So far, my reading this year has been pretty scattered. I can’t really focus on any one book, and there’ve been non-bookish things that have kept me busy. But this week, I did read (and finish) one book, and not only did I like it, it also tied so many things together for me that I am almost more excited about that than the book itself.
It started with Li Ang’s The Lost Garden, which has just been published by Columbia University Press. I read the beginning and then suddenly noticed a book with the same title sitting on one of my shelves and started reading that one. That was Helen Humphreys’ The Lost Garden, a quiet book about love, loss, and longing.
It takes place in early 1941, when Gwen Davis, a gardener by profession, volunteers for the Women’s Land Army and leaves London to grow potatoes and other vegetables as part of the war effort. While she is cultivating the grounds of a long-neglected estate, she finds a secret garden and is trying to decipher its meaning based on her knowledge of the flowers that are planted in it. Not only does the book talk about love and loss quite beautifully, but it is also a love letter of sorts to Virginia Woolf’s To the Lighthouse.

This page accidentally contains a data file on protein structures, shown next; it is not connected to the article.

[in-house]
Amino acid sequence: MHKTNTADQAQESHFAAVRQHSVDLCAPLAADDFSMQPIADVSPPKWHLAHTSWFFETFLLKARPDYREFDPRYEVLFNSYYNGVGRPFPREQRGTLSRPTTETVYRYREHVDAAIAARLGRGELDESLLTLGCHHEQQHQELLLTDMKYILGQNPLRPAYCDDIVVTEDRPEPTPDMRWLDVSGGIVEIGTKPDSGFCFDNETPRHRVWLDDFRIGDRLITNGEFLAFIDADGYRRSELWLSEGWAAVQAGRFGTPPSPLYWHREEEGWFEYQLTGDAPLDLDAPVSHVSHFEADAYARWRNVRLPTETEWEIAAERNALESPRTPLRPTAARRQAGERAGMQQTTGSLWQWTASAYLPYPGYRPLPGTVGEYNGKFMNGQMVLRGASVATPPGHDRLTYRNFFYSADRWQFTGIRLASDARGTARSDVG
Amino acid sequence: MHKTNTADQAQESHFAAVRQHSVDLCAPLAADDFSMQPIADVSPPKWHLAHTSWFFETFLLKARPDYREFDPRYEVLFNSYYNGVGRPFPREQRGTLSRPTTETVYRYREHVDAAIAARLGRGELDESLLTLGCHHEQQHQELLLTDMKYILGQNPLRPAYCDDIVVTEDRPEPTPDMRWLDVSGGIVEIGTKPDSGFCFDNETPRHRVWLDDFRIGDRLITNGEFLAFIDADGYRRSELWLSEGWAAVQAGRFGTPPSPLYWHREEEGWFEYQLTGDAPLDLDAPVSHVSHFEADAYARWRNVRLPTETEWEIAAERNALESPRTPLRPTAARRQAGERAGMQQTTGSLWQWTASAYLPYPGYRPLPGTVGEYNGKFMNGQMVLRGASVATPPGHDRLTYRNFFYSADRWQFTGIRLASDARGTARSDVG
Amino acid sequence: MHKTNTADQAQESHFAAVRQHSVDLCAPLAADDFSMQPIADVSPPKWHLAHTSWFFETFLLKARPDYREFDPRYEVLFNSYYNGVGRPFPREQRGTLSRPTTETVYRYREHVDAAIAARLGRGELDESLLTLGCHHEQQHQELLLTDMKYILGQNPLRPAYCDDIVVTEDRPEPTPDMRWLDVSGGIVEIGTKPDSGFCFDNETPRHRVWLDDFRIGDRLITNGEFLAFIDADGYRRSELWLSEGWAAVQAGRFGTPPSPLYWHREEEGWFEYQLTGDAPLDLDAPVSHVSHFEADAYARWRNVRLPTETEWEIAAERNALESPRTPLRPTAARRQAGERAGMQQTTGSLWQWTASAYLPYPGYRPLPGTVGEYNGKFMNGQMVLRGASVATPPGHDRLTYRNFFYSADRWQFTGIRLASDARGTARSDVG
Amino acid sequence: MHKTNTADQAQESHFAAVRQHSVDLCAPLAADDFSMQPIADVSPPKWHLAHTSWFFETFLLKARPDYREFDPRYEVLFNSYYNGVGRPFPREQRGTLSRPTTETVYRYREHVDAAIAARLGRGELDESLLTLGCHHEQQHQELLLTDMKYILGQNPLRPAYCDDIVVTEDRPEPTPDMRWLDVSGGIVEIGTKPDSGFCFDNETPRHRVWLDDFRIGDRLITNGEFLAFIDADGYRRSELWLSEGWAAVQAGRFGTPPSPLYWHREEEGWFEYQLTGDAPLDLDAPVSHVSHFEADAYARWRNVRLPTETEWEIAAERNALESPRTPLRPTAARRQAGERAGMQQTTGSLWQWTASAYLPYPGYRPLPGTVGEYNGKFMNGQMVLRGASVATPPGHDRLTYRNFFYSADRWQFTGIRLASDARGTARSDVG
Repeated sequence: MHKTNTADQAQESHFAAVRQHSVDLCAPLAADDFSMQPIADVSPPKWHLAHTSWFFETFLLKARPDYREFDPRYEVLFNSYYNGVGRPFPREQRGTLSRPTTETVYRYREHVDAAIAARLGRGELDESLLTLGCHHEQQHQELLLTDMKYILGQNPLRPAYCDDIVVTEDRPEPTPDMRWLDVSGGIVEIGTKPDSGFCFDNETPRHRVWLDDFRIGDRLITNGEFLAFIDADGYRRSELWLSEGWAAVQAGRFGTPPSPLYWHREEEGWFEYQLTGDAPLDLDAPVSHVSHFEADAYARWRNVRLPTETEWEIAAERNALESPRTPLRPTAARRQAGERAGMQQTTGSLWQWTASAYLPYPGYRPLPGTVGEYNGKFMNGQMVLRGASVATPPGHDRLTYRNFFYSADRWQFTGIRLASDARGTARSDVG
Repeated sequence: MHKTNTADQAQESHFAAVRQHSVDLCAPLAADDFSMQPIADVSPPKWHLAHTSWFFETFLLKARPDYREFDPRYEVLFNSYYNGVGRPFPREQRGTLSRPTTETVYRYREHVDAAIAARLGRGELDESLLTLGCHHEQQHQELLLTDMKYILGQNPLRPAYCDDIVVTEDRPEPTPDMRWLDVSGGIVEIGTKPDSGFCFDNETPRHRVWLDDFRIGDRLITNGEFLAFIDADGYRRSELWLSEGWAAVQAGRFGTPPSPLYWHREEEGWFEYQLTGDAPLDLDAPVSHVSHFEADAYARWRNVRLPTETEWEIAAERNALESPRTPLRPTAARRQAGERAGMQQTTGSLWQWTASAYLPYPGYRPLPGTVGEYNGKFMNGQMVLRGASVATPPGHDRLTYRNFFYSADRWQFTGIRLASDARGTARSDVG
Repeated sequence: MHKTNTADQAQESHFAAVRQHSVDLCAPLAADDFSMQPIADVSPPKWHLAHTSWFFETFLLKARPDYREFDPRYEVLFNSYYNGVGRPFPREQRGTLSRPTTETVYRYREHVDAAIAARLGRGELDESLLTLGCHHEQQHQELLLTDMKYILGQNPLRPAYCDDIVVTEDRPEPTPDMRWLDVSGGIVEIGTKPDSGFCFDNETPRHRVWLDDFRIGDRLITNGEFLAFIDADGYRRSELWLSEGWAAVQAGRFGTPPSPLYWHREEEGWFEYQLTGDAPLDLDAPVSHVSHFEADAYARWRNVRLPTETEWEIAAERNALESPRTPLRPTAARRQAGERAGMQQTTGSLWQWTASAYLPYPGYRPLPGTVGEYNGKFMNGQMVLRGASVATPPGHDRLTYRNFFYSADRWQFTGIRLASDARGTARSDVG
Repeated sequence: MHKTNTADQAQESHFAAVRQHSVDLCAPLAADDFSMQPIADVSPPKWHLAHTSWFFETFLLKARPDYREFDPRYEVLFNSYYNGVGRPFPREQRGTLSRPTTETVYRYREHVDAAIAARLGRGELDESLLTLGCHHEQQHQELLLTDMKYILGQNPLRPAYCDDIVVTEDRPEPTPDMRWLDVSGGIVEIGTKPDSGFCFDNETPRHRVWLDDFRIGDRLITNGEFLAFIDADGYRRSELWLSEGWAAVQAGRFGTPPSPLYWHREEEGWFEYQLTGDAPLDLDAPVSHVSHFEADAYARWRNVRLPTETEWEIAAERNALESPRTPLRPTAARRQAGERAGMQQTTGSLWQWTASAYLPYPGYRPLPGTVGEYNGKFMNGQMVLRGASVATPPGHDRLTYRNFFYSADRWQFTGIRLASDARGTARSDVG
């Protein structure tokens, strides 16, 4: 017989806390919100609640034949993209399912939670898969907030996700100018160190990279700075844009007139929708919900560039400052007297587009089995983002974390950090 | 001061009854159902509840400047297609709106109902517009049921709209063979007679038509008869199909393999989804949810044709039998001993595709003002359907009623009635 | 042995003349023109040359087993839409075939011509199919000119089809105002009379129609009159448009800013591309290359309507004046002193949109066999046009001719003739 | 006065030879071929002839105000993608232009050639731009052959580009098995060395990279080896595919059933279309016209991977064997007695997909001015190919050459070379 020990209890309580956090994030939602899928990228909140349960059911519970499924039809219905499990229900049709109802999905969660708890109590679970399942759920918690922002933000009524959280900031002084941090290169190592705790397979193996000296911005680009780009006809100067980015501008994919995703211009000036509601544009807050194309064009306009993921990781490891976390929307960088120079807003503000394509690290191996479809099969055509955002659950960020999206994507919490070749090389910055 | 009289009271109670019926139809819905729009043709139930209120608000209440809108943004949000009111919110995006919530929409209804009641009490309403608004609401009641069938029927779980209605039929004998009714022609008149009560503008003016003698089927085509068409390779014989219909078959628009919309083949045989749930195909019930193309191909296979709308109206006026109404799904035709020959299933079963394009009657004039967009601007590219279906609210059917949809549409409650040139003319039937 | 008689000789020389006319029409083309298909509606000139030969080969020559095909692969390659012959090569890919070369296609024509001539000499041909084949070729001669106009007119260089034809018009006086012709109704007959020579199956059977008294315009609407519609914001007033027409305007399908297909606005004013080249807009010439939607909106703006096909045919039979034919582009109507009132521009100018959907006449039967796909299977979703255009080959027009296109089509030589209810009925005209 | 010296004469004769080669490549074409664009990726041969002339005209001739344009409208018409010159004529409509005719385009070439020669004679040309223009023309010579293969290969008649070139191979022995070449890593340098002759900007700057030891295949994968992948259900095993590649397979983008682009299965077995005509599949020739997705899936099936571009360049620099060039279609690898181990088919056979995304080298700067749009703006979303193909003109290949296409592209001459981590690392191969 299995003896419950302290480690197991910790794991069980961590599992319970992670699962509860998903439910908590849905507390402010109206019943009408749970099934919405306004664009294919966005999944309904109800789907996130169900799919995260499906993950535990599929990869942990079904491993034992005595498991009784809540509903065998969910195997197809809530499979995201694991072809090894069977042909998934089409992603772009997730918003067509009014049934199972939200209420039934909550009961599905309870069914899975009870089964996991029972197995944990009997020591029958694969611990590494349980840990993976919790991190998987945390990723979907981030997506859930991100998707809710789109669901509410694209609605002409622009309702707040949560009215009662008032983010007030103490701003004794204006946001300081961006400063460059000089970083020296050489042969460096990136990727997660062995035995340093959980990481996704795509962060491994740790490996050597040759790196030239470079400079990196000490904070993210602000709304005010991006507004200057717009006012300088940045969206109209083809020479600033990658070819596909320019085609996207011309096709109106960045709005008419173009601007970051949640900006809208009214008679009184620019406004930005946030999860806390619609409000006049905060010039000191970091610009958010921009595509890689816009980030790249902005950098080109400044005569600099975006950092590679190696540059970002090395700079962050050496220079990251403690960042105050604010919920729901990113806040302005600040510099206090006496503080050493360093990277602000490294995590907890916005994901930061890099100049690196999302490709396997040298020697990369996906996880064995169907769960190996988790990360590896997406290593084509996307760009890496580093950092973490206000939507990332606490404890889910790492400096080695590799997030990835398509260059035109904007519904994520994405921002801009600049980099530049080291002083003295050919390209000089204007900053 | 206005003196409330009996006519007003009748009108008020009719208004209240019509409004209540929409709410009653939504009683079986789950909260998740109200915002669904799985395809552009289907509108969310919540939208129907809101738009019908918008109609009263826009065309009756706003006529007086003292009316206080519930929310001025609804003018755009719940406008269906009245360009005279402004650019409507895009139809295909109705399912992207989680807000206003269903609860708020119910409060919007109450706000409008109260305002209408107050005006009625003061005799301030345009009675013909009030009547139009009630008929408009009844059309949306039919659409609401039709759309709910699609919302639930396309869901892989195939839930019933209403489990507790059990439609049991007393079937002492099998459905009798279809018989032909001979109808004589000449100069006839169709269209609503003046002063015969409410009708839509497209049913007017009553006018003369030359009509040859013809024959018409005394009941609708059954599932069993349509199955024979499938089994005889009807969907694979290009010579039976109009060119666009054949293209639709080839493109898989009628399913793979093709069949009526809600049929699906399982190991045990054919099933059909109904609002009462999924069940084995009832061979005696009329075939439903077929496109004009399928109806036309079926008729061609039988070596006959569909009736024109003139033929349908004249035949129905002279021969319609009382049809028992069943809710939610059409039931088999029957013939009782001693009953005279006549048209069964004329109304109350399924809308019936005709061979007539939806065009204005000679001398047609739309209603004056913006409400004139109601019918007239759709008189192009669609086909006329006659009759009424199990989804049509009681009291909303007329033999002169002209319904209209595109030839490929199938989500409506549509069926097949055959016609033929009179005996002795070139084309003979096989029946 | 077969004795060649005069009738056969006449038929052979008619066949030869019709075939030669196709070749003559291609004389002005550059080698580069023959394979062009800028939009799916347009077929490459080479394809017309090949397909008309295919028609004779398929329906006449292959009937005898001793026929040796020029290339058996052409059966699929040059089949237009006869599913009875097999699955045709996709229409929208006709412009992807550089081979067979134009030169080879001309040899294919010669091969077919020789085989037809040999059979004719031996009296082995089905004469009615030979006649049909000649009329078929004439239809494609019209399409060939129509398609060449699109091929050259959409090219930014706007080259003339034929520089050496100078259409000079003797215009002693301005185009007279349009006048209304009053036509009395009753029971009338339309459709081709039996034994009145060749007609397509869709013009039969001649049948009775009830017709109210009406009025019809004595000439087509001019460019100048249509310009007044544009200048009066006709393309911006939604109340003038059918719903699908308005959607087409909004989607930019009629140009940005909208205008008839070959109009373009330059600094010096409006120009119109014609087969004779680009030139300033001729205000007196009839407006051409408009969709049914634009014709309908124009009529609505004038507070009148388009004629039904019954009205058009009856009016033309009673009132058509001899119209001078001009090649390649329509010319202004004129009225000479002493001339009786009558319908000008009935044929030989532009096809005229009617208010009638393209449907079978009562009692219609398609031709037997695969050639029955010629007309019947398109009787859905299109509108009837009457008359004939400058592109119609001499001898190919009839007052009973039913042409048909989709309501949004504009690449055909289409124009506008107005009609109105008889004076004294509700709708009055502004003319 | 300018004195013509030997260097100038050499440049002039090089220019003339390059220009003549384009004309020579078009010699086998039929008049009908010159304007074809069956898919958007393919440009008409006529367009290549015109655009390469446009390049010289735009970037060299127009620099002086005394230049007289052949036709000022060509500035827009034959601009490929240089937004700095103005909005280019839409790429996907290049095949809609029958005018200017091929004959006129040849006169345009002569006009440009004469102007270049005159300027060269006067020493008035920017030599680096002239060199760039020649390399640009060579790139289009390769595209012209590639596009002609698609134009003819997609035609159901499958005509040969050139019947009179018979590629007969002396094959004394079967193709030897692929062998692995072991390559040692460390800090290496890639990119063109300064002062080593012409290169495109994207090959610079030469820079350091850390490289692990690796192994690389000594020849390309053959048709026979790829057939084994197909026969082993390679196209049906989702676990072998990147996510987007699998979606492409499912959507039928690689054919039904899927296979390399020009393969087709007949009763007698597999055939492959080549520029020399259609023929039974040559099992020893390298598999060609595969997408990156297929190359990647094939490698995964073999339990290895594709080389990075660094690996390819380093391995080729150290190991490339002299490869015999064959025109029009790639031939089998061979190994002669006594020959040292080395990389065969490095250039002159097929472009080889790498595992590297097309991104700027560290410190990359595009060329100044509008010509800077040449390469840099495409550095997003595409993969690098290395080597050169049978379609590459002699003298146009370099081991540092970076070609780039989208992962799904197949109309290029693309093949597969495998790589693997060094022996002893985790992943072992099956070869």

And wouldn’t you know it… I have To the Lighthouse sitting on my nightstand right now. I’m reading it very slowly as part of Heavenali’s Woolfalong, and I am loving it even more now than I did when I read it in high school, when I had a great teacher who suggested we read Woolf during our class trip to England. (My very first Woolfalong of sorts.) Incidentally, during this trip, we toured an estate with extensive gardens, and while they were the complete opposite of “long neglected,” I can completely picture Humphreys’ lost garden tucked away somewhere on that estate. So I am full of happy memories and what-if thoughts at the moment.
On top of all this, while reading Humphreys’ book, there was something in the way of the writing that rang a bell in the back of my mind, way back. Something felt familiar, although I wasn’t quite sure what it was. When I finally read that Humphreys now resides in Ontario, I had an inkling of where I could look. And sure enough, a while back, Naomi reviewed Helen Humphreys’ Coventry. Naomi echoes some of the same sentiments I felt while reading The Lost Garden, so maybe once I know what the deal is with Li Ang’s Lost Garden, when I am done with To the Lighthouse, and when I feel the need for another quiet book, I can pull out Humphreys’ Afterimage or The Evening Chorus. For now, though, I am simply happy that so many small bookish things have come together for me this week.
Do you have any stories about bookish coincidences that somehow suddenly all made sense?